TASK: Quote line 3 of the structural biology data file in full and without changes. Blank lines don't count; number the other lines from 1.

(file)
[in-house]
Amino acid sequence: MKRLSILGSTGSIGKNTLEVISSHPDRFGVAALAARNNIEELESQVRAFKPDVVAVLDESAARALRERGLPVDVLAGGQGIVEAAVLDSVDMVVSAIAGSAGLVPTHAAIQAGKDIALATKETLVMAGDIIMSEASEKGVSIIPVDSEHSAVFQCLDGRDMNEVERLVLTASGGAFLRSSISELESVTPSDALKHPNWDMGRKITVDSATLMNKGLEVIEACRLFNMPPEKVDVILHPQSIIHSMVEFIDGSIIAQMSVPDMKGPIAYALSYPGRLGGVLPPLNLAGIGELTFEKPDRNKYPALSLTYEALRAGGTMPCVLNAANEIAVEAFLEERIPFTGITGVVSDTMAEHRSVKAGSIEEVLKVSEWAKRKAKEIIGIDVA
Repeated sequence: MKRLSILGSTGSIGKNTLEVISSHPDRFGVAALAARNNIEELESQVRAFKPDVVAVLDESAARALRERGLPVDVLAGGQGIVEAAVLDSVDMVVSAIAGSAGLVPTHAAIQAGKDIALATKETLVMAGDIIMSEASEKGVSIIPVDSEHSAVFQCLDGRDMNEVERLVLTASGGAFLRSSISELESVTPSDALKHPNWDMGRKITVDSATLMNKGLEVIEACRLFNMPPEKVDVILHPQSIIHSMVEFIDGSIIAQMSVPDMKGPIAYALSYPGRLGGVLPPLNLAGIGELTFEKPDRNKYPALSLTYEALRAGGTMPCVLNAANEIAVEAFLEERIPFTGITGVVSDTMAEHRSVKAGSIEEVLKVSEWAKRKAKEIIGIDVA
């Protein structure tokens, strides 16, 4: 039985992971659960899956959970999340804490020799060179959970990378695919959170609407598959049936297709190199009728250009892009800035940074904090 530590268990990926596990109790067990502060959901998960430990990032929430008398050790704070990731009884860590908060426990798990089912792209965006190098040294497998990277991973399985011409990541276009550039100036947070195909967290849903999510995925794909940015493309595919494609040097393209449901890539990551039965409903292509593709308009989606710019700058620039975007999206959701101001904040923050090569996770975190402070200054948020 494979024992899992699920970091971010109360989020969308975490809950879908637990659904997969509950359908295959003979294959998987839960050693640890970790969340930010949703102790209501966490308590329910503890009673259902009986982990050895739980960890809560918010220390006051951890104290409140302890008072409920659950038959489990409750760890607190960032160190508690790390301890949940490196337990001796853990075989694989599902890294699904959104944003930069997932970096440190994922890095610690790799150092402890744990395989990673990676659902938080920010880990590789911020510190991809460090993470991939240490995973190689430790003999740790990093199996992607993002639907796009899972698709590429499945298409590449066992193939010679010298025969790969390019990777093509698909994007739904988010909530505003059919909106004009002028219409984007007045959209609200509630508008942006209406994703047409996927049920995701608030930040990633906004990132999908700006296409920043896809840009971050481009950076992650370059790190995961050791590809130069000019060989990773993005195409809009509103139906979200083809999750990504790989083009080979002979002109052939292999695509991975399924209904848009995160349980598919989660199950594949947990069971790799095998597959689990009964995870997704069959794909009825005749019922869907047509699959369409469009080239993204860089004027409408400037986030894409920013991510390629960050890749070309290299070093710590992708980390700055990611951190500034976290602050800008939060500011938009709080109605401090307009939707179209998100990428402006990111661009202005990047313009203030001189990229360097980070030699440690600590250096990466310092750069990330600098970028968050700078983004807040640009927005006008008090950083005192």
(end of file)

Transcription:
Repeated sequence: MKRLSILGSTGSIGKNTLEVISSHPDRFGVAALAARNNIEELESQVRAFKPDVVAVLDESAARALRERGLPVDVLAGGQGIVEAAVLDSVDMVVSAIAGSAGLVPTHAAIQAGKDIALATKETLVMAGDIIMSEASEKGVSIIPVDSEHSAVFQCLDGRDMNEVERLVLTASGGAFLRSSISELESVTPSDALKHPNWDMGRKITVDSATLMNKGLEVIEACRLFNMPPEKVDVILHPQSIIHSMVEFIDGSIIAQMSVPDMKGPIAYALSYPGRLGGVLPPLNLAGIGELTFEKPDRNKYPALSLTYEALRAGGTMPCVLNAANEIAVEAFLEERIPFTGITGVVSDTMAEHRSVKAGSIEEVLKVSEWAKRKAKEIIGIDVA